A fraud suit against Washington-based Council on American-Islamic Relations is fast becoming more about the credentials and political leanings of the attorneys involved than about the underlying case.
CAIR, a national Muslim civil liberties organization, is facing several separate cases in U.S. District Court for the District of Columbia. The complaints allege (PDF) that the organization sent individuals seeking legal help to a man who had falsely represented himself as an attorney, and then took steps to cover it up when clients complained.
While CAIR has denied any wrongdoing – the group claims the man was an outside contractor and that they took immediate action after they learned he was a fraud – filings show the case has increasingly become about the behavior and background of attorneys on both sides.
Counsel for the plaintiffs, solo practitioner David Yerushalmi, filed a motion for a protective order (PDF) yesterday afternoon, claiming that CAIR in-house counsel Nadhira Al-Khalili has been using depositions to personally attack Yerushalmi.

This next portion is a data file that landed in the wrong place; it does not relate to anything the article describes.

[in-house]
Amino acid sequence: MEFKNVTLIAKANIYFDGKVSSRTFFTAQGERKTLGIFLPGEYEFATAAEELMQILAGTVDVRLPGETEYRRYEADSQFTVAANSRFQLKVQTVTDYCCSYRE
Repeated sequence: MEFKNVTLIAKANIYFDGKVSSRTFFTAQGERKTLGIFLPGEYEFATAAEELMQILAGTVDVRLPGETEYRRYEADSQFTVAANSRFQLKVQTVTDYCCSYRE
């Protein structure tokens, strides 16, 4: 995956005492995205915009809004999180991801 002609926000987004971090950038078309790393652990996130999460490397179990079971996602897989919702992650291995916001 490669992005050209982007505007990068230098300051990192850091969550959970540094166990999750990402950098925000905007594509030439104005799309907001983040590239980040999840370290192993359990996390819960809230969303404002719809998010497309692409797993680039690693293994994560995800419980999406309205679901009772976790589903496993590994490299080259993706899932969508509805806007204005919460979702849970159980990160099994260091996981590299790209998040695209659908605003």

“In each deposition, Defendant CAIR’s counsel, Nadhira Al-Khalili, asked Plaintiffs whether they had investigated their attorney before retaining him,” Yerushalmi wrote in the motion. “Al-Khalili then resorted to a patently false public narrative that Defendant CAIR has propagated throughout the Internet that Plaintiffs’ counsel is an Islamophobe, bigot, racist, and misogynist.”
The case has been politically-tinged from the beginning. CAIR, in its motion to dismiss (PDF) the case, accused Yerushalmi of pursuing the fraud cases in an attempt to “take down” the organization. The organization has previously labeled a group Yerushalmi founded, the Society of Americans for National Existence, as a “hate group.”
On the other side, Yerushalmi has referred to allegations unrelated to the underlying case about CAIR’s purported ties to terrorist organizations. In response to admonitions from U.S. District Court Judge Paul Friedman to keep the case focused on the facts, Yerushalmi claims that he brought those issues up to combat CAIR’s argument that it is a legitimate civil rights group.
Yerushalmi and Al-Khalili did not immediately return a request for comment this morning.